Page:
Secrecy or furtiveness is the practice of sharing information among a group of people, which can be as small as one person, while hiding it from others. That which is kept hidden is known as the secret. Secrecy is often controversial. Many people claim that, at least in some situations, it is better for everyone if everyone knows all the facts—there should be no secrets. The closely allied, perhaps even synonymous notions of confidentiality and privacy are often considered virtues. Although this belief is held by many people, most argue that it is taken out of context. William Penn wrote, "It is wise not to seek a secret; and honest, not to reveal one."
Natural and sociological secrecySecrecy is built into biology. One reason for sexual reproduction and speciation may be to allow members of a species to share genetic improvements without those improvements becoming available to competitors. Animals, including humans (in some cases), conceal the location of their den or nest from predators. Humans attempt to consciously conceal aspects of themselves from others due to shame, or from fear of rejection, loss of acceptance, or loss of employment. On a deeper level, humans attempt to conceal aspects of their own self which they are not capable of incorporating psychologically into their conscious being. Families sometimes maintain "family secrets", obliging family members never discuss disagreeable issues concerning the family, either with those outside the family and sometimes even within the family. Many "family secrets" are maintained by using a mutually agreed-upon construct (an official family story) when speaking with outside members. Agreement to maintain the secret is often coerced through "shaming" and reference to family honor. The information may even be something as trivial as a recipe.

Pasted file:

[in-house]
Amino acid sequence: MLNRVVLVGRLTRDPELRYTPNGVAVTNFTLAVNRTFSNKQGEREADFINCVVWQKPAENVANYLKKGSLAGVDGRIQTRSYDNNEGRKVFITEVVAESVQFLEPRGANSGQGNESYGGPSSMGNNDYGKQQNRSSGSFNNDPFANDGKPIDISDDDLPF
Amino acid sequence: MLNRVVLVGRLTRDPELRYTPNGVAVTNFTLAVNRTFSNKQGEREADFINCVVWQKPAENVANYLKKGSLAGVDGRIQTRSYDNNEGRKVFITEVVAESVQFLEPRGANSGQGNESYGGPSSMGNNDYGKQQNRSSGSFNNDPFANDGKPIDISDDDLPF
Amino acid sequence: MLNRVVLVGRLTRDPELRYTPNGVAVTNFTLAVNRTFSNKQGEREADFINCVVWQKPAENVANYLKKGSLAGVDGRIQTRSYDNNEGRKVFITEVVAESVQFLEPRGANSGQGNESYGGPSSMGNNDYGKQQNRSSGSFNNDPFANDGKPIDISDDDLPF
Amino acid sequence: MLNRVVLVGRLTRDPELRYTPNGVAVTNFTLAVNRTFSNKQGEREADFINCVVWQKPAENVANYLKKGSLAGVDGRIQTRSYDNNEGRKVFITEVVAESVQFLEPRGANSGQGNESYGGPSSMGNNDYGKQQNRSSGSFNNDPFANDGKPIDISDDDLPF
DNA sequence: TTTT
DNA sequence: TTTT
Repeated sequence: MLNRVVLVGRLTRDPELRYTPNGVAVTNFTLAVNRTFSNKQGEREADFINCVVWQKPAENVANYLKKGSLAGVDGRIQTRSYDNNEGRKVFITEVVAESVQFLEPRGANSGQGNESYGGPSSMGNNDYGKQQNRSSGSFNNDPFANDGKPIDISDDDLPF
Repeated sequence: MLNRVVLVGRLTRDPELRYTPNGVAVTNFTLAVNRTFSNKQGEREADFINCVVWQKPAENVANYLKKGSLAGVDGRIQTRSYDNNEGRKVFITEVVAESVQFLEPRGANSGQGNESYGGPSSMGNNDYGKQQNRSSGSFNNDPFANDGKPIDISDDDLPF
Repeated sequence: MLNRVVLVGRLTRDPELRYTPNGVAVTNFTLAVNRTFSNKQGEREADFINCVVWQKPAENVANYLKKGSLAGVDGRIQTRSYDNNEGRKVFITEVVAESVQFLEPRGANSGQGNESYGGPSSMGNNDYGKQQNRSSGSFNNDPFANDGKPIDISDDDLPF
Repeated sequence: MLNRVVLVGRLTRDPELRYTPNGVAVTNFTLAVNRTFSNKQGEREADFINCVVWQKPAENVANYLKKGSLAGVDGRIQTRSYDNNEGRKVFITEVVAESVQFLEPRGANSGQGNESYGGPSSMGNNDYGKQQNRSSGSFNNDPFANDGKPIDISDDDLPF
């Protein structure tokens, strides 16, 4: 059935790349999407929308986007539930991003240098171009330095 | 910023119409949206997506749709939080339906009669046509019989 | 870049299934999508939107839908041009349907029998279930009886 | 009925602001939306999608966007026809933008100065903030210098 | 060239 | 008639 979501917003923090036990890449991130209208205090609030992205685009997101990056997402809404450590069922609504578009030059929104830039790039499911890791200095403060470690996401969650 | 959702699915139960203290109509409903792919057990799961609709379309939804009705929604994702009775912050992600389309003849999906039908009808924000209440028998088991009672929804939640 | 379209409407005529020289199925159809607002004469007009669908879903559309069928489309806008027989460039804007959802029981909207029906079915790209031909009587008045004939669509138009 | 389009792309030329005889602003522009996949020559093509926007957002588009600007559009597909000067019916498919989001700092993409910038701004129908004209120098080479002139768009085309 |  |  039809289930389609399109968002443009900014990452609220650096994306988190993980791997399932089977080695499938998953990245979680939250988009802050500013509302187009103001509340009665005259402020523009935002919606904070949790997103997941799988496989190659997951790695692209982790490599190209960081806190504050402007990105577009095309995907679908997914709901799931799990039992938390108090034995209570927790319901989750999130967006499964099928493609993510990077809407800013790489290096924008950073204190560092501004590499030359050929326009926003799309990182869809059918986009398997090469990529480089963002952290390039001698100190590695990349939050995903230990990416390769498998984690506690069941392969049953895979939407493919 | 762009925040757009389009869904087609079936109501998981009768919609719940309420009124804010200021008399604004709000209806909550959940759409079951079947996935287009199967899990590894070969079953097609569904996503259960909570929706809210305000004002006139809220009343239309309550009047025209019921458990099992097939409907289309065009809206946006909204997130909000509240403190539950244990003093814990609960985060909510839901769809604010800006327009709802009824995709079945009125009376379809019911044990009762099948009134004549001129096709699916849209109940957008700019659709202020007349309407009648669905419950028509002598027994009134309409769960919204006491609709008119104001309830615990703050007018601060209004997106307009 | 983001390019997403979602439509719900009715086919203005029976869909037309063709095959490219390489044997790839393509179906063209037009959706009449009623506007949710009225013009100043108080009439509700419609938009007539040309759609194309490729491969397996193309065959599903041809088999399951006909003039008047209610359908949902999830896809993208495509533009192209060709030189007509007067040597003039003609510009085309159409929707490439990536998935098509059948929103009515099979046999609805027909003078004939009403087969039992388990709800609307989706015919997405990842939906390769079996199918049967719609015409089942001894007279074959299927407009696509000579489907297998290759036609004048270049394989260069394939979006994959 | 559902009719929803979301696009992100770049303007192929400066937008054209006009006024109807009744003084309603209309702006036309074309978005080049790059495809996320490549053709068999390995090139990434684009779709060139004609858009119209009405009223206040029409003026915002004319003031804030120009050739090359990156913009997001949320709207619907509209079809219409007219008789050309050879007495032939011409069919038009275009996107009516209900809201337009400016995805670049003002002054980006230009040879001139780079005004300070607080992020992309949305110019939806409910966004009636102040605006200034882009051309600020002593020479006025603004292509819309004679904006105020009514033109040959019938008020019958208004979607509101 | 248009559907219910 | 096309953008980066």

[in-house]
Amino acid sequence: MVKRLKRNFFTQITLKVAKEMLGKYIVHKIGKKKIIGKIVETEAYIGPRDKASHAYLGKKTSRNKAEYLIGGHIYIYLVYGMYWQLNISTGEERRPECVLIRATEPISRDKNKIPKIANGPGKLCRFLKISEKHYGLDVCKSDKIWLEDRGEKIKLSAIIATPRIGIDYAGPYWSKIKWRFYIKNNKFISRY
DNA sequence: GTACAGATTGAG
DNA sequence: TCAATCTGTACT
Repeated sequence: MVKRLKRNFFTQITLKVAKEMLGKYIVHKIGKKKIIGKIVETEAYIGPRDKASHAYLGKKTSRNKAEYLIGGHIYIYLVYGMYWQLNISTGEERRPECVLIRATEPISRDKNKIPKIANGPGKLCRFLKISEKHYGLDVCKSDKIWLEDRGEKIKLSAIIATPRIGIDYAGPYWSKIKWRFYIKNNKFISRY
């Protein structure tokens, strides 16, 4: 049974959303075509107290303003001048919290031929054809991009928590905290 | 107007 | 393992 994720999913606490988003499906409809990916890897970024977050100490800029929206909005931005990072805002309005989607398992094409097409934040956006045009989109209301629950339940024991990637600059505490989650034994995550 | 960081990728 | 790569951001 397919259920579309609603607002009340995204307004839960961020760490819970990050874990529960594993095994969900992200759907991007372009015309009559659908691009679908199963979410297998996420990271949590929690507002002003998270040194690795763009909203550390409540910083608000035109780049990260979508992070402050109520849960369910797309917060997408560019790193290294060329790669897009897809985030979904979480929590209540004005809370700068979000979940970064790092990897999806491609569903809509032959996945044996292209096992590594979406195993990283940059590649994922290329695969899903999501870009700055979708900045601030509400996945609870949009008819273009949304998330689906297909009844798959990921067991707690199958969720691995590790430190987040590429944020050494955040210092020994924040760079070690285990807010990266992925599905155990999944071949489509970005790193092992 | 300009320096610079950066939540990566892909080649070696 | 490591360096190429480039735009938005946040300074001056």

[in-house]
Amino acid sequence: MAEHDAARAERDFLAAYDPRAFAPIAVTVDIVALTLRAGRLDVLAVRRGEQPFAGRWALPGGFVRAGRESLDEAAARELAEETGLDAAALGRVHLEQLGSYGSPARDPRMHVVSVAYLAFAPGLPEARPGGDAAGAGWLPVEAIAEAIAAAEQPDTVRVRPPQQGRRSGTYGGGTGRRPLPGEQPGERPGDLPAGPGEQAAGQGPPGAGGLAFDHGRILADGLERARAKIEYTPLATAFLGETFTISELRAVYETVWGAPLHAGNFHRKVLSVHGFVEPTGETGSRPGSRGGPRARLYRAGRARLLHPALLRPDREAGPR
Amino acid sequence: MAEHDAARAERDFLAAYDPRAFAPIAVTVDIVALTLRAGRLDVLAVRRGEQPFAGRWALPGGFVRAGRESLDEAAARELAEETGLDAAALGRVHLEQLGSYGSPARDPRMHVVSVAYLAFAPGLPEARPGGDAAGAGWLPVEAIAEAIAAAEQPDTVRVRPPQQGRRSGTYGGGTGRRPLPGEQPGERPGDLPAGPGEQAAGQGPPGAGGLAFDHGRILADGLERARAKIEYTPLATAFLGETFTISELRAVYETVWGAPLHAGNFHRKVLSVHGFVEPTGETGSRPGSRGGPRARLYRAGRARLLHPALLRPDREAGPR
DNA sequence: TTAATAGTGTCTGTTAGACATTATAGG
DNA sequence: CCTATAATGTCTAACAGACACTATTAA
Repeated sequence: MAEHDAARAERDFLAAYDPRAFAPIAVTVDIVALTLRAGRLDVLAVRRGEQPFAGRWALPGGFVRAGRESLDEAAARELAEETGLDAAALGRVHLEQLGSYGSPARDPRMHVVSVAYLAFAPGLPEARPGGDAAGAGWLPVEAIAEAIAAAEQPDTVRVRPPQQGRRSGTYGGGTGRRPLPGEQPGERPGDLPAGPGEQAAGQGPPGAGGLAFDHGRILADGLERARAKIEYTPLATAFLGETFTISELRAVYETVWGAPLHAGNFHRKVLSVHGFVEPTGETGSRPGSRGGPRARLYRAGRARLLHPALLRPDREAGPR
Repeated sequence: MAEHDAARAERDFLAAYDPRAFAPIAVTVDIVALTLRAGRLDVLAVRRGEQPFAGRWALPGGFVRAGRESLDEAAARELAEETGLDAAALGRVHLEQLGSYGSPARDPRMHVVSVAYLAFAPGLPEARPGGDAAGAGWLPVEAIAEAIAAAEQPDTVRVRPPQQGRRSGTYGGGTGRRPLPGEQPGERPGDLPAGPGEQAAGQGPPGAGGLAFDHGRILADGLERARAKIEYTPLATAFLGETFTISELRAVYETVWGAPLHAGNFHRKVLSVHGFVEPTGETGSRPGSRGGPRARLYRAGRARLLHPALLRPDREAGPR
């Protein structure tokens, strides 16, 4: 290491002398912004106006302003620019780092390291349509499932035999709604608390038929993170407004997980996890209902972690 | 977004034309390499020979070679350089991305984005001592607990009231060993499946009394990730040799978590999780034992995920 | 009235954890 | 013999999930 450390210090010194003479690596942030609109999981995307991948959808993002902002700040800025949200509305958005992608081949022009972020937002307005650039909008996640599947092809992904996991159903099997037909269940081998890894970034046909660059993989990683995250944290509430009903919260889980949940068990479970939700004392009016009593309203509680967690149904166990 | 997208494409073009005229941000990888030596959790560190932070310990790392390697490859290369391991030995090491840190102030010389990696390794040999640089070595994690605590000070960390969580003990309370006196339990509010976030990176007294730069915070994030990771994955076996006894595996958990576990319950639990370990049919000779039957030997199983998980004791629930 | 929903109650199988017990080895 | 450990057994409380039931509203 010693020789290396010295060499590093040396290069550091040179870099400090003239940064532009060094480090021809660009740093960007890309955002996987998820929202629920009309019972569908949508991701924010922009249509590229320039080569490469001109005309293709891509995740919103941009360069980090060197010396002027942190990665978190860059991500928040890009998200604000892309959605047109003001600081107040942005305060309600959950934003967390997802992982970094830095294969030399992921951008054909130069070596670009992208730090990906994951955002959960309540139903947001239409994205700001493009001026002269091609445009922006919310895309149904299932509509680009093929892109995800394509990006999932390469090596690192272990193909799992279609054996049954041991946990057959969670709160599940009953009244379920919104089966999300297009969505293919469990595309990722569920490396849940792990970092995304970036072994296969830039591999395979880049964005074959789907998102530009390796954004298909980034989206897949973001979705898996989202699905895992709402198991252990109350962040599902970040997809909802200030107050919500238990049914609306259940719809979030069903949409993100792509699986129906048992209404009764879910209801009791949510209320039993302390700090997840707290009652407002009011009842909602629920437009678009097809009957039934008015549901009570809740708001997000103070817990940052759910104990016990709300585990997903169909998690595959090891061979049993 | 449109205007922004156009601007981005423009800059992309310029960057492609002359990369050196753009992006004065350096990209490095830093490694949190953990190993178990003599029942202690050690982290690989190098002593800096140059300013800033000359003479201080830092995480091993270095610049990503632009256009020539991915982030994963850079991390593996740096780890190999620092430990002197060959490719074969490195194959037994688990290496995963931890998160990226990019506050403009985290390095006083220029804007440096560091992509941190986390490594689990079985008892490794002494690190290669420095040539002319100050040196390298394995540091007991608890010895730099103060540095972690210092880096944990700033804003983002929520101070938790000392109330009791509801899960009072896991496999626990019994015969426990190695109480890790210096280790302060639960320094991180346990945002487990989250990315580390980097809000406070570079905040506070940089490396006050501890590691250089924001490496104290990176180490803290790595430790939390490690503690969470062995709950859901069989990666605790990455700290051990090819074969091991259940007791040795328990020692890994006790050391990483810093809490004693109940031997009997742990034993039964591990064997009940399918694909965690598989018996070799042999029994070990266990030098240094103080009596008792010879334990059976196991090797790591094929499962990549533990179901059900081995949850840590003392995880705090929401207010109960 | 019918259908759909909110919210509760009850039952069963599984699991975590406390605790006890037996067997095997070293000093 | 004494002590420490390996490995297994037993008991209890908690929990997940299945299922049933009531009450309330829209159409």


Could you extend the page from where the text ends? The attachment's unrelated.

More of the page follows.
Government secrecyGovernments often attempt to conceal information from other governments and the public. These state secrets can include weapon designs, military plans, diplomatic negotiation tactics, and secrets obtained illicitly from others ("intelligence"). Most nations have some form of Official Secrets Act (the Espionage Act in the U.S.) and classify material according to the level of protection needed (hence the term "classified information"). An individual needs a security clearance for access and other protection methods, such as keeping documents in a safe, are stipulated.
Few people dispute the desirability of keeping Critical Nuclear Weapon Design Information secret, but many believe government secrecy to be excessive and too often employed for political purposes. Many countries have laws that attempt to limit government secrecy, such as the U.S. Freedom of Information Act and sunshine laws. Government officials sometimes leak information they are supposed to keep secret. (For a recent (2005) example, see Plame affair.)
Secrecy in elections is a growing issue, particularly secrecy of vote counts on computerized vote counting machines. While voting, citizens are acting in a unique sovereign or "owner" capacity (instead of being a subject of the laws, as is true outside of elections) in selecting their government servants. It is argued that secrecy is impermissible as against the public in the area of elections where the government gets all of its power and taxing authority. In any event, permissible secrecy varies significantly with the context involved.
Corporate securityOrganizations, ranging from multi-national for profit corporations to nonprofit charities, keep secrets for competitive advantage, to meet legal requirements, or, in some cases, to conceal nefarious behavior. New products under development, unique manufacturing techniques, or simply lists of customers are types of information protected by trade secret laws. The patent system encourages inventors to publish information in exchange for a limited time monopoly on its use, though patent applications are initially secret. Secret societies use secrecy as a way to attract members by creating a sense of importance.